Sunday, May 20, 2012

Chemical Clock

 Let us view the concept of a chemical clock

 no...not that type of chemical clock.
I am talking about a scenario where chemical compounds react and bring with them sudden, observable, events that can be tracked quiet precisely over a given amount of time. For example, think of a solution going from clear to black, and then back to clear again. Such events can be tracked at specific time intervals. 

Ahh yes. The good old iodine clock. (a.k.a the Harcourt-Esson Reactions) 

This reaction is started by mixing two solutions together. The first is a solution of hydrogen peroxide and sulfuric acid. To this solution we add another consisting of potassium iodide, sodium thiosulfate, and good old starch.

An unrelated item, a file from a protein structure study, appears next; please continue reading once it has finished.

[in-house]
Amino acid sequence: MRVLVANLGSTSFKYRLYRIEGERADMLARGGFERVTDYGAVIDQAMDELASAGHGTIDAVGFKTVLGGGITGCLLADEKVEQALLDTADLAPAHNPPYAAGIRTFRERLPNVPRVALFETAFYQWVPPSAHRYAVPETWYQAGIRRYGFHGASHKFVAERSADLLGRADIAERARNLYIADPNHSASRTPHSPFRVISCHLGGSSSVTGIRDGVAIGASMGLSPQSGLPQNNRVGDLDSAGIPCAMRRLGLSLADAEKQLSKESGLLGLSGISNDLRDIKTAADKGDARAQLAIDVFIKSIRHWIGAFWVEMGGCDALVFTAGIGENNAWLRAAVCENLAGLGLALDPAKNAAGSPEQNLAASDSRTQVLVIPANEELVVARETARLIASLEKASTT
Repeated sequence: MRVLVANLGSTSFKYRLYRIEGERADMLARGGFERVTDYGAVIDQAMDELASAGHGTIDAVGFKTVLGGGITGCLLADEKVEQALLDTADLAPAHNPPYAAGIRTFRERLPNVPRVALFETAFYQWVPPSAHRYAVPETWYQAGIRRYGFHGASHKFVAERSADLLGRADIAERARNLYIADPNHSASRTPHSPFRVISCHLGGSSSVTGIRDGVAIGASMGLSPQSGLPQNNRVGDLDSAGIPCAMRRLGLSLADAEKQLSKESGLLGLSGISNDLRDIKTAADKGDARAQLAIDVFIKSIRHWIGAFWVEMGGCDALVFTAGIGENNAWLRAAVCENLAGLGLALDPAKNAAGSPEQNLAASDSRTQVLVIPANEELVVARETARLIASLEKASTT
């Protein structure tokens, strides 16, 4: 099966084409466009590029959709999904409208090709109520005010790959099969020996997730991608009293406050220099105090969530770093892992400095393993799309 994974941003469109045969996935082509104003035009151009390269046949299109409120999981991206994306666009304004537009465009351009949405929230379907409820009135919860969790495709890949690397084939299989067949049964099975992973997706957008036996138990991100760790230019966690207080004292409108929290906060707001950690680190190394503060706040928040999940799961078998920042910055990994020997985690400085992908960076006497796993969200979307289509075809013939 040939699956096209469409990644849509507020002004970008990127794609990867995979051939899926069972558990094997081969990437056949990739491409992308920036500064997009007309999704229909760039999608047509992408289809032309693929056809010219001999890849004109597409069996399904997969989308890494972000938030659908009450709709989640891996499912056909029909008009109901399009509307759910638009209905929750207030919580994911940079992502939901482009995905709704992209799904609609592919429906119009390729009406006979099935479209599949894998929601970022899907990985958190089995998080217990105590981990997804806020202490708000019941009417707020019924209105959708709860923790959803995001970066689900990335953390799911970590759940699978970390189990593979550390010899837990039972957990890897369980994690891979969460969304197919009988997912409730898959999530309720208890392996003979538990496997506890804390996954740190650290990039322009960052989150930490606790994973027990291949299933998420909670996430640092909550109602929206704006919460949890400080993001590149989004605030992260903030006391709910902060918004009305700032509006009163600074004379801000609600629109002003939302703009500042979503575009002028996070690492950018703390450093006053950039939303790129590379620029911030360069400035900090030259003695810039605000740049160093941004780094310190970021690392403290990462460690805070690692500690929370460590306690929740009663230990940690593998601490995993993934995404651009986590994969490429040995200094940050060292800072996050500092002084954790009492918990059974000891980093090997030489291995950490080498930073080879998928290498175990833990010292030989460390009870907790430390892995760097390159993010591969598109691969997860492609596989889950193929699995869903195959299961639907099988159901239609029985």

Once these lovelies are mixed we get these wonderful reactions:

In the first, slow reaction, the triiodite(I love this word) ion is produced:
H2O2 + 3 I + 2 H+ → I3 + 2 H2O
In the second, fast reaction, triiodide is reconverted to iodide by the thiosulfate:
I3 + 2 S2O32− → 3 I + S4O62−
But, alas, chemistry is all about our states of equilibrium. The thing is that the triiodide ion starts to be consumed faster than it can be generated when the solutions are mixed.  So, this second reaction is responsible for our dark blue/black color that seems to happen in a blink of an eye.
And then we find the equilibrium problem again and resort back to our clear color in different variations of this experiment. For in some reactions, the solution cycles from dark blue to clear until the reagents are all depleted. 

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